They have also had different career trajectories: Drogba was more of a late bloomer compared to the younger man. Lukaku is determined to make his own way, but he could yet surpass one of the best strikers the league has ever seen.

It is easy to forget that former Anderlecht youth, Lukaku, is still only 23 – and has been in the Premier League for half a decade. Conversely, Drogba did not sign for Chelsea until he was 26, so there is a chance that Lukaku could eclipse his hero if he carries on with his current form – including an incredible 11-minute hat-trick for Everton in last night's 3-0 win at Sunderland.

He is already scoring more regularly than Drogba did in his early stages of his career at Chelsea, so it’s not exactly an outlandish notion.

Again, it's hard to make a straight comparison – different teams, different eras, injuries, etc – but let's look at both players' first five Premier League seasons (not including cup competitions)…

Didier Drogba – Chelsea (2004/5 to 2008/9):

  • Games = 134
  • Minutes = 9,631
  • Goals = 50
    • Games per goal = 2.68
    • Minutes per goal = 192.62
  • Assists = 33
    • Games per assist = 4.06
    • Minutes per assist = 291.84

Romelu Lukaku – Chelsea, West Bromwich Albion (loan), Everton (2011/12 to 2015/16):

  • Games = 149
  • Minutes = 10,813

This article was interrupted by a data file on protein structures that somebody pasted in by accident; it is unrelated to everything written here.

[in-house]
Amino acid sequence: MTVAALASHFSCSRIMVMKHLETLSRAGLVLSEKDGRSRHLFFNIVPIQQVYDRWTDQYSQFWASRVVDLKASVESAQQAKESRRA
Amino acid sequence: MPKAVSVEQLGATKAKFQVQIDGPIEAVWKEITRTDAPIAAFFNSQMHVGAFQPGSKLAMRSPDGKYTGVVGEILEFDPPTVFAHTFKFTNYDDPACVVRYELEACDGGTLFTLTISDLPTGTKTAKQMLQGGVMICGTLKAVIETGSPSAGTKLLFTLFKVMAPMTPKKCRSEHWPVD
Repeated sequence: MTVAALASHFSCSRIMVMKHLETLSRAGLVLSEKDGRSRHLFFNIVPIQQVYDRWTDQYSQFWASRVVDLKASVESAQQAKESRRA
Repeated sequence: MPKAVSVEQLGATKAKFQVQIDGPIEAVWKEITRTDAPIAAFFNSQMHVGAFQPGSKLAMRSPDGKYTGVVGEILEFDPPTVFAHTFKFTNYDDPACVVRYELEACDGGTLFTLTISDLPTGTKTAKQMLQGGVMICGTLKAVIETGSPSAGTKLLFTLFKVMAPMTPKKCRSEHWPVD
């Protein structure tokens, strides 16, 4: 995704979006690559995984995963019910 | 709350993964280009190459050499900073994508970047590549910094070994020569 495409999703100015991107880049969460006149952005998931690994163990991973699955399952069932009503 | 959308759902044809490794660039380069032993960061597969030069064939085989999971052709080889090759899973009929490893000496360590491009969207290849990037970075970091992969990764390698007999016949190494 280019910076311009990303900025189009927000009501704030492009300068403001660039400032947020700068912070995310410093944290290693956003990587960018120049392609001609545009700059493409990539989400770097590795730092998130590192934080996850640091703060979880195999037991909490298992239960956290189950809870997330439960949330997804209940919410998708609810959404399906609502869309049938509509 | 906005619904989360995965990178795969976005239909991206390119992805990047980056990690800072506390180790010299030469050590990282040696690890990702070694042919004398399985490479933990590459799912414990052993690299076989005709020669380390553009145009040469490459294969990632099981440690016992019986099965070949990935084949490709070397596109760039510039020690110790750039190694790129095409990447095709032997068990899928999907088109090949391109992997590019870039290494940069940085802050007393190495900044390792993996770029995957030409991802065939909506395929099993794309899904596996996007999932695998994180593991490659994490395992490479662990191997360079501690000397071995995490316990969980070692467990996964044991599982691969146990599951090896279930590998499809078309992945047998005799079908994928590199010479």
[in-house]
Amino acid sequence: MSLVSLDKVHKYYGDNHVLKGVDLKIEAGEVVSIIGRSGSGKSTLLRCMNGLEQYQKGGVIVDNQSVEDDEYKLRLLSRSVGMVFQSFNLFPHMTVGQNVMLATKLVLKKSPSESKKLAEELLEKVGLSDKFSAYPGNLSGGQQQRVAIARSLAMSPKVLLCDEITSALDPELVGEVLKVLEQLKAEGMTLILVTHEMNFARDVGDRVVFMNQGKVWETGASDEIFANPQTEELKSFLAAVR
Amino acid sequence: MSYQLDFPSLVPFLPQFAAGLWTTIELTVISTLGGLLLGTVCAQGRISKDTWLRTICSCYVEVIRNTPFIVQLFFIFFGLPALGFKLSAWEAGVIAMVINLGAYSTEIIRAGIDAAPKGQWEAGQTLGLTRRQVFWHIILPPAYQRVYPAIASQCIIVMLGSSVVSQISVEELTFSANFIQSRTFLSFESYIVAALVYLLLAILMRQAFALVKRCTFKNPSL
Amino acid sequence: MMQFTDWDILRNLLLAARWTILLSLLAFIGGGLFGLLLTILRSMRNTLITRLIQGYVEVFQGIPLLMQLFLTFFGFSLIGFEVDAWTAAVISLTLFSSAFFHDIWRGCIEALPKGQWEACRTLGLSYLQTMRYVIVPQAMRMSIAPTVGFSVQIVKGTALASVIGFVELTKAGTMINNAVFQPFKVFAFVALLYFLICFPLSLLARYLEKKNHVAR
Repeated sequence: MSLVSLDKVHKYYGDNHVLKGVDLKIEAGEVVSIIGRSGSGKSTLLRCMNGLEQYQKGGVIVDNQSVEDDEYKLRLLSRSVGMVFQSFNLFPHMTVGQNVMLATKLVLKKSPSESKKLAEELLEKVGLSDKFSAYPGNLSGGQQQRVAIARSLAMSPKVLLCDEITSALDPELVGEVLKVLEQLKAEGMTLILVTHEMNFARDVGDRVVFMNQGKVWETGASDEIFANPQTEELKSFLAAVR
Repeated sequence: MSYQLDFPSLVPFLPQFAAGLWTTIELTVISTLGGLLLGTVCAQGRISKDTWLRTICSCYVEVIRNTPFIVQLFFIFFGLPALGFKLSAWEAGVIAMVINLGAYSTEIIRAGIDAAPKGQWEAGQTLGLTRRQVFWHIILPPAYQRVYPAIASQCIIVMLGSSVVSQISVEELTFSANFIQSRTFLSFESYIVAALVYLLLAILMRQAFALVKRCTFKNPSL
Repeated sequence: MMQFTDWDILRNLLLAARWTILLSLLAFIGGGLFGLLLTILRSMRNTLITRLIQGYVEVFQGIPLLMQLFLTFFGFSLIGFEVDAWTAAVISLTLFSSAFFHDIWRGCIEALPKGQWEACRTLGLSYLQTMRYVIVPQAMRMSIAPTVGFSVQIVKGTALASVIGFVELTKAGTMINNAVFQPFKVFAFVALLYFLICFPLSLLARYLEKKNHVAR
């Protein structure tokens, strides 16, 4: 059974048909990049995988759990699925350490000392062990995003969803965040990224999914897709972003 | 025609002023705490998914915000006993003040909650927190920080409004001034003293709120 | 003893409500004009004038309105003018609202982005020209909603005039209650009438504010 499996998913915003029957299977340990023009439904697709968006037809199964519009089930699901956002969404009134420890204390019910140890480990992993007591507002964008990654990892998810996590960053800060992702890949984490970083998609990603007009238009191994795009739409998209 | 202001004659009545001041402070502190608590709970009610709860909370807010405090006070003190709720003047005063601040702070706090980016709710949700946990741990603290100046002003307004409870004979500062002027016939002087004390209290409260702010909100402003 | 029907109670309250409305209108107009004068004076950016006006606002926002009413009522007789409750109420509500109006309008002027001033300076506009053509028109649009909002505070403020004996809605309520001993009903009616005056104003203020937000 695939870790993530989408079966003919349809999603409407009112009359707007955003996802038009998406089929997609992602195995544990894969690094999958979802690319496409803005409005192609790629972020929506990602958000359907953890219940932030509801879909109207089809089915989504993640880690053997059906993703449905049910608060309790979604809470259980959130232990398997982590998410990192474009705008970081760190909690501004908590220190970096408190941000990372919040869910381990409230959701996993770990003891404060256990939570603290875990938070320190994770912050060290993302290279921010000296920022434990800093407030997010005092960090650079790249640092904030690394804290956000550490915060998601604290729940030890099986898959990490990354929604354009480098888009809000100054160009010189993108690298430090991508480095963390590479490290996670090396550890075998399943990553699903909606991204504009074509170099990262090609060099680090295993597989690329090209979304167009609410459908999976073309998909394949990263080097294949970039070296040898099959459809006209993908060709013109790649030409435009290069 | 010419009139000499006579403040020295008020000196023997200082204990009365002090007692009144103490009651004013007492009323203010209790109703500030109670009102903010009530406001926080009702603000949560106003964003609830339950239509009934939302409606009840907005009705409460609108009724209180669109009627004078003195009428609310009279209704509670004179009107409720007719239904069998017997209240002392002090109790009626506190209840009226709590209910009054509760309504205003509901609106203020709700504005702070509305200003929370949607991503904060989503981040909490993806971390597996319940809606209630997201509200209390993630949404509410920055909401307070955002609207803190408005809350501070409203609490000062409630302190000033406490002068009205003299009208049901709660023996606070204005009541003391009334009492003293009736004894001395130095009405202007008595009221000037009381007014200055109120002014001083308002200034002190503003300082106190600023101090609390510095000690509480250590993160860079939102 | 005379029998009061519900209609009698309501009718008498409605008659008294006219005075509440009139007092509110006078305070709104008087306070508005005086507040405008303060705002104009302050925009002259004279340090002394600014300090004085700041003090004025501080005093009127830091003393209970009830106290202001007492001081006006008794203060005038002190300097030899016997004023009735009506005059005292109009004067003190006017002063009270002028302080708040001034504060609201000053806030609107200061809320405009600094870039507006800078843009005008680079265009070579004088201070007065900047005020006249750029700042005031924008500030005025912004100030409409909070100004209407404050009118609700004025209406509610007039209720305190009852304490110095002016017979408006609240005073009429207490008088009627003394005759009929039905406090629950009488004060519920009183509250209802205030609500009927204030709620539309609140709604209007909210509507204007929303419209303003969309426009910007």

• Goals = 63
    • Games per goal = 2.36
    • Minutes per goal = 171.63
  • Assists = 28
    • Games per assist = 5.32
    • Minutes per assist = 386.17

Drogba might not have scored as many in that time period, but he had an eye for a goal in the big games, and always managed to come up with the goods when his team needed him most. His mental strength is just as important as his physicality, and it’s unclear whether Lukaku will be able to match his longevity at the top, or his ability to seize his chances during the big games.

Aside from build and playing position, the two men really are not that similar. Strength and shooting are favoured by both, but they are attributes that are also favoured by, say, Andy Carroll – who struggled under the weight of the ‘Alan Shearer comparison' at Newcastle United.

romelu lukaku chelsea v everton

Take it from Drogba himself: “It flatters me that I am Romelu's idol… but everyone needs to stop comparing us. We are both big and strong, but he has qualities that I did not and vice versa. Although, he still has time to also get them. At nineteen he was already at Chelsea, I was at Le Mans.”

A Brazilian left back can easily become the ‘new Roberto Carlos', or a Spanish prospect is ‘the new David Silva’. In your mind's eye, you probably have an idea of what they’re like and what they have to offer. There isn’t much nuance, but it does tend to work.

It can be a bit of a cliché, but it’s often easier to focus on differences rather than similarities. The comparison to Drogba never did Lukaku any harm, and Chelsea's summer-long pursuit of their former man shows that they continue to rue allowing him join Everton for a, relatively, cut price fee of £28 million.

He may not have magically turned into the next Drogba just yet, but he has become an effective Premier League striker in his time on Merseyside. He could yet go on to replicate the heroics of his former idol at Stamford Bridge, but he deserves to be judged on his own merits.

 

Premier League